Built in 1906, the Hackesche Höfe in Berlin became an integral part of urban life. Until the Second World War, the courts were firmly linked to the life and work of the Jewish community. The larger public forgot about them after the war. In the GDR, the Hackesche Höfe had been neglected for decades and parts of the buildings were damaged or destroyed. Luckily, the tenants around 1950 succeeded in preventing the complete destruction of the facades in the first courtyard – an important prerequisite for the later monument-appropriate renovation.
Shops, Cafes and a Cinema
It was not until 1990, after the unification of Germany, that artists rediscovered the courtyards and breathed new life into them. Today, you can find a cinema there, as well as several fashion shops, numerous studios and cafes. What should not be ignored during a visit, however, is the fact that the courtyards are also a place of residence.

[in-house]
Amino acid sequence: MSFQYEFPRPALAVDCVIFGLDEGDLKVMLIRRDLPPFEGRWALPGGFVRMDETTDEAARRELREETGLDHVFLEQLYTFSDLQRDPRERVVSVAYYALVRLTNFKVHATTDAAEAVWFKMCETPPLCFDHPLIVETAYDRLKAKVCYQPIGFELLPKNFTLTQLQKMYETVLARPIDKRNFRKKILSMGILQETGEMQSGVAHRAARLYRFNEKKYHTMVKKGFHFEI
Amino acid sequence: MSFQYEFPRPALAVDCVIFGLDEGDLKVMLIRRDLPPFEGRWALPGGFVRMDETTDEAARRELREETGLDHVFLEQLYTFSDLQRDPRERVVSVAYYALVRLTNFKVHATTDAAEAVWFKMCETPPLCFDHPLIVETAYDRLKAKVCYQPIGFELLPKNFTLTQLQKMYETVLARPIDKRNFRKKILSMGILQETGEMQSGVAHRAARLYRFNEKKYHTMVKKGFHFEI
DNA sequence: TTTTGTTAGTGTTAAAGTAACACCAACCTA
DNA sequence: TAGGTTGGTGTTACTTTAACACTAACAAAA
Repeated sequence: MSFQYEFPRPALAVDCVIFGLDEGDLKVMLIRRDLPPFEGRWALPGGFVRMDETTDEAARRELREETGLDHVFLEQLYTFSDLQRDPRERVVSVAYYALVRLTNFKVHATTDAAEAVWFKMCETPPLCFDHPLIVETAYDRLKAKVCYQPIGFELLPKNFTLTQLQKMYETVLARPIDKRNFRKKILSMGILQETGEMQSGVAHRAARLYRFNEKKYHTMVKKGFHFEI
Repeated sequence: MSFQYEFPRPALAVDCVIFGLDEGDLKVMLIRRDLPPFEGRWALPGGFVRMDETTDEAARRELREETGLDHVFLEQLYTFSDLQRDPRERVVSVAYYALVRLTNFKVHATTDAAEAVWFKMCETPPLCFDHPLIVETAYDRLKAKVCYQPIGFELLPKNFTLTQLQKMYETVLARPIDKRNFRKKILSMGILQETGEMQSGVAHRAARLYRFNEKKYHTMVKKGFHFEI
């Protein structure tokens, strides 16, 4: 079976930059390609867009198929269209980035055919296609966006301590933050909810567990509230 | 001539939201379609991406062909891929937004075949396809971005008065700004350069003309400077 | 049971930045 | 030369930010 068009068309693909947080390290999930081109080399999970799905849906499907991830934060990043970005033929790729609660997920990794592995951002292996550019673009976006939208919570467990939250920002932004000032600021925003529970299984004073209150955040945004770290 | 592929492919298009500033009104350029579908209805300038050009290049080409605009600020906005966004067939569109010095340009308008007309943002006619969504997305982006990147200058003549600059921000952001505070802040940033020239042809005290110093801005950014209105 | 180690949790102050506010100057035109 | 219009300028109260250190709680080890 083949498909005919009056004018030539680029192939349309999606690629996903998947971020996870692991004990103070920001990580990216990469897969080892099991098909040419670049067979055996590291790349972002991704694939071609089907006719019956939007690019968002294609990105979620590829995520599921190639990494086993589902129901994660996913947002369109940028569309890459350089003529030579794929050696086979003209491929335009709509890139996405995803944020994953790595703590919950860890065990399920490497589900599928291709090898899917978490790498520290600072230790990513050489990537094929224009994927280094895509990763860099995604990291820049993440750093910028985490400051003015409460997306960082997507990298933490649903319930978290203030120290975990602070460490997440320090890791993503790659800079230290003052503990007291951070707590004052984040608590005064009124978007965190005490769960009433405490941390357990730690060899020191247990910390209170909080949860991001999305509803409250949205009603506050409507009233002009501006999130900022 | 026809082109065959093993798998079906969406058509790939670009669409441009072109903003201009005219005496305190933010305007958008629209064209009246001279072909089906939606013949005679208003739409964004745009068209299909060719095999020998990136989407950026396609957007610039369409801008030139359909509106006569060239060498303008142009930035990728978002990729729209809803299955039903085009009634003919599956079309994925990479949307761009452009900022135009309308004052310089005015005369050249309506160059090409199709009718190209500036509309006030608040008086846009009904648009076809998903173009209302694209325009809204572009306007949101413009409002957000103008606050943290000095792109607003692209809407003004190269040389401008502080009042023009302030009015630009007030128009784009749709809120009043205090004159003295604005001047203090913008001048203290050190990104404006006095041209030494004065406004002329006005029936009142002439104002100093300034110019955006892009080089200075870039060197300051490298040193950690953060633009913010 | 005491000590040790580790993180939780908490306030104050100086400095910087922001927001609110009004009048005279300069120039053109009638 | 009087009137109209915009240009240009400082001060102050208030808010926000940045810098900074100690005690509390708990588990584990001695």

The Hackesche Höfe have become increasingly popular in recent years. As part of the redevelopment in the mid-90s, the courtyards experienced a renaissance of their original concept of mixed use by art, culture, housing, commerce and gastronomy. There is much to discover in the eight courtyards.
For more information please visit their website.
Here are other free sights in Berlin.